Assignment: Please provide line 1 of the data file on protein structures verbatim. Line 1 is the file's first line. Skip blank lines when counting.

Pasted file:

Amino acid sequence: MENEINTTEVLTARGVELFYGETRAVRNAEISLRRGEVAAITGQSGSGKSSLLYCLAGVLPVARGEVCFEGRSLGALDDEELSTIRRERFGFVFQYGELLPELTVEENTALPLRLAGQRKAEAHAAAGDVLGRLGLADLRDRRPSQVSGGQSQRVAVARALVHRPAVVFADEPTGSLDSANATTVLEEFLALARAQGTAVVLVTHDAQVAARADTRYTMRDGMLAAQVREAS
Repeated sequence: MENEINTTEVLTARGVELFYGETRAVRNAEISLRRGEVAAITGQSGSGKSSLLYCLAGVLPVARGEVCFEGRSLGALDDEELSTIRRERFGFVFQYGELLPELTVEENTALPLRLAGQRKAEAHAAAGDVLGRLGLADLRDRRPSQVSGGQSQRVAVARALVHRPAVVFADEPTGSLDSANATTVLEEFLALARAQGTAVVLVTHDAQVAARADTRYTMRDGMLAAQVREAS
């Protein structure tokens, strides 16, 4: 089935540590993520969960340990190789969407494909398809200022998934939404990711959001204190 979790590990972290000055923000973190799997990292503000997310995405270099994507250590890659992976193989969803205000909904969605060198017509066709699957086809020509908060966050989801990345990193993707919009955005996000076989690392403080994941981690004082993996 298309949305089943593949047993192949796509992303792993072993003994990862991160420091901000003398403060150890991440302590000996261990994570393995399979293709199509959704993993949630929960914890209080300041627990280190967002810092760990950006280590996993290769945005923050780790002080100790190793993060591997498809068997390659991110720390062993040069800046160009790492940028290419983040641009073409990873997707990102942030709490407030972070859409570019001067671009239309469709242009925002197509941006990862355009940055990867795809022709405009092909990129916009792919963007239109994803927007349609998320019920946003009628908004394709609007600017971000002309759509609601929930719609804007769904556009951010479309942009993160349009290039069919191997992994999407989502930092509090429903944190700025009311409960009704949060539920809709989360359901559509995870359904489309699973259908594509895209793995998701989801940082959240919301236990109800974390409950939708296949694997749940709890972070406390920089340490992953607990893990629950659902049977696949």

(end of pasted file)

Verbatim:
Amino acid sequence: MENEINTTEVLTARGVELFYGETRAVRNAEISLRRGEVAAITGQSGSGKSSLLYCLAGVLPVARGEVCFEGRSLGALDDEELSTIRRERFGFVFQYGELLPELTVEENTALPLRLAGQRKAEAHAAAGDVLGRLGLADLRDRRPSQVSGGQSQRVAVARALVHRPAVVFADEPTGSLDSANATTVLEEFLALARAQGTAVVLVTHDAQVAARADTRYTMRDGMLAAQVREAS